Producing the $2,017 calf
Editor’s note: The North Dakota Research and Extension Center at Dickinson, N.D., recently had a calf that grossed $2,017. The following is a column about that achievement and what it may mean for cattle breeding and feeding programs.
Perhaps a producer could forgo carcass evaluations, but that would be a big mistake. All the money that comes into the beef industry ultimately comes from the product hanging on the rail. For all practical purposes, cattle are not kept as pets, and there is no income stream from beef cattle other than beef and beef byproducts.
• Carcass premiums and discounts can have a big impact.
• One steer at NDSU center brought $2,017 on the rail.
• A large carcass plus a premium produced the highest value.
When I did a quick read of three sets of Dickinson Research Extension Center cattle that were harvested, the numbers brought up questions: Is the goal maximizing the value per hundredweight of carcass or maximizing its total value?
The obvious answer in terms of carcass value is to have the greatest value per cwt. of carcass on the largest carcass. In all three lots, the greatest values per cwt. of carcass were those that graded Prime.
Coming in second were high-quality carcasses that were eligible for one of the certifiable meat programs, such as Certified Angus Beef, Sterling Silver or Angus Pride. In this case, the cattle were harvested through Cargill Meat Solutions.
The second criteria on increased value related to a lower visual yield grade. The actual greatest value per cwt. of carcass would be a Prime yield grade 1. The center did not have any Prime yield grade 1 carcasses. However, that should be no surprise because those carcasses are not easy to produce.
The center did have two Prime yield grade 2 carcasses that brought $15 in premiums — which reflects a combination of the added value of the Prime carcass plus the advantage of more red meat.
The value of Choice yield grade 3 carcasses would be presumed to be the typical carcass that is produced in the industry. There is no quality or yield premium or discounts for Choice yield grade 3, at least not at the time of these particular lots going to market.
Because there are no quality grade discounts if one is producing Prime, Choice or Select carcasses, additional value can be added for yield grades 1 and 2. Yield grade 3 has no premium or discount. Yield grades 4 and 5 are discounted.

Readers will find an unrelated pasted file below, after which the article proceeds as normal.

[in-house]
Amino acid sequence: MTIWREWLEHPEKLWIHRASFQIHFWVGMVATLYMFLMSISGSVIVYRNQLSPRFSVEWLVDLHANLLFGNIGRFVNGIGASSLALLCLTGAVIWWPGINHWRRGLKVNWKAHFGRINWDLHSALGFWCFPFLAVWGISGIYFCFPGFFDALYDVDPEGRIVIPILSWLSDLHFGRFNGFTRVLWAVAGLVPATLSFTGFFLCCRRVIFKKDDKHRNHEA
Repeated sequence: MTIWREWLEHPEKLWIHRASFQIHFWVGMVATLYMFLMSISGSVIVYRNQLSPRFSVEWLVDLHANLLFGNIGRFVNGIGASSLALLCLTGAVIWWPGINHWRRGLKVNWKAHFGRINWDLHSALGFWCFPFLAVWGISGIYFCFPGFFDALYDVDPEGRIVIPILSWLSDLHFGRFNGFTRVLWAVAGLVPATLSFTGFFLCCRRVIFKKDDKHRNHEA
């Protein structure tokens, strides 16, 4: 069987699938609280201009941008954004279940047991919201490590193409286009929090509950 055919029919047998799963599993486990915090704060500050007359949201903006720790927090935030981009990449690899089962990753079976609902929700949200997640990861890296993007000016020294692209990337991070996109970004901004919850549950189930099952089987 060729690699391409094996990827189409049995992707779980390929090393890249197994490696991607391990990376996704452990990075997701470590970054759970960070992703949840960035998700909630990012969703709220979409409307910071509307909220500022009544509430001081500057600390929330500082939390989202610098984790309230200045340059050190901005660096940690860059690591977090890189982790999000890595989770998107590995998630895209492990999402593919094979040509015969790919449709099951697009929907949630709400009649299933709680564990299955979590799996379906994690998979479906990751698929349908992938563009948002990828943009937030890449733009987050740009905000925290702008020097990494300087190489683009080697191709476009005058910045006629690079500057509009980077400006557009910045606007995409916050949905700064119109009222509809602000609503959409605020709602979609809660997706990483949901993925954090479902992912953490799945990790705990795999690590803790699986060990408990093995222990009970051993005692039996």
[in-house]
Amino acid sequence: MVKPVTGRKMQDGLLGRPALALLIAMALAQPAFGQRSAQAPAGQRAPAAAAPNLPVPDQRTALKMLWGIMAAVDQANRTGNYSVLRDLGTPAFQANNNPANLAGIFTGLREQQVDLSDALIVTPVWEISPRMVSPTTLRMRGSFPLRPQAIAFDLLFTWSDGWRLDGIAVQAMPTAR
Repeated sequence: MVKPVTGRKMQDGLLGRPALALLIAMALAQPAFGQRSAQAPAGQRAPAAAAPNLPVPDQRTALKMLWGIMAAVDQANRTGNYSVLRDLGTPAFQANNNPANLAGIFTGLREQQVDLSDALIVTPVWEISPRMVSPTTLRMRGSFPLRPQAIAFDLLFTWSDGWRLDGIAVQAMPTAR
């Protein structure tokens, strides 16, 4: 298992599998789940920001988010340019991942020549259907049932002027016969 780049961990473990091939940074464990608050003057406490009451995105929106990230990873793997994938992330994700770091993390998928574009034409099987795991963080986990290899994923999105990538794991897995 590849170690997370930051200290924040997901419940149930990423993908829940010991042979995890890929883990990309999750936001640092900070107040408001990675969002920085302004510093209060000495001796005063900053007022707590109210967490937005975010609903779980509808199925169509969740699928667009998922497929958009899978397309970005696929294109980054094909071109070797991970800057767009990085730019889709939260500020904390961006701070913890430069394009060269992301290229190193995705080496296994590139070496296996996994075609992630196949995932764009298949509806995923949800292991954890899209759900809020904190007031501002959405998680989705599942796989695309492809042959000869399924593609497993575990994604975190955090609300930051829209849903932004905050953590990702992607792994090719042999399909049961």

For example, in late January, the center marketed three certified Angus carcasses. The premiums (quality and yield) brought in excess of the base price an additional $6 (yield grade 2) and $3 (yield grade 3), and a discount of $4 (yield grade 4) for the certified Angus carcasses.
This shows the added value of additional quality and the negative effects of a yield grade 4. High-quality beef is going to keep dollars flowing in the beef business.
The center also marketed Select grade beef carcasses. All were discounted the full Choice/Select spread. On the three sets of cattle, the center took a $10.77 per cwt. of carcass discount on Select carcasses in the first set, a $14.81 discount on the second set and a $7.64 discount on the third set.
On average, the Select carcasses were discounted $11.07 per cwt. of carcass. Also, any additional discounts will apply.
In this set of steers, the center did have a carcass that was priced Select but was discounted for no roll. That particular carcass was discounted more than $17 above Choice yield grade 3. In addition, one carcass was discounted $20 for being more than 999 pounds, but was Choice yield grade 3.
So, given these real premiums and discounts, do you shoot for a particular market and breed your cattle accordingly, or do you simply breed your cattle and let the feedyards manage accordingly? This is a very real question.
The greatest value
In the case of the most recently marketed cattle, the greatest value came from a steer with the electronic identification number 0982000128138758. The steer was a high Choice, visual yield grade 3 carcass that brought more than $206 per cwt. on the rail. It had a hot carcass weight of 977 pounds, which brought the total value to $2,017.31. That’s great, but if he had graded Prime, he would have been awesome.
Was it the genetics used by the cow-calf producer or the management used by the feedyard that produced a Choice, visual yield grade 3 carcass? Both probably deserve credit
Ringwall is a NDSU Extension beef specialist.
This article published in the April, 2012 edition of DAKOTA FARMER.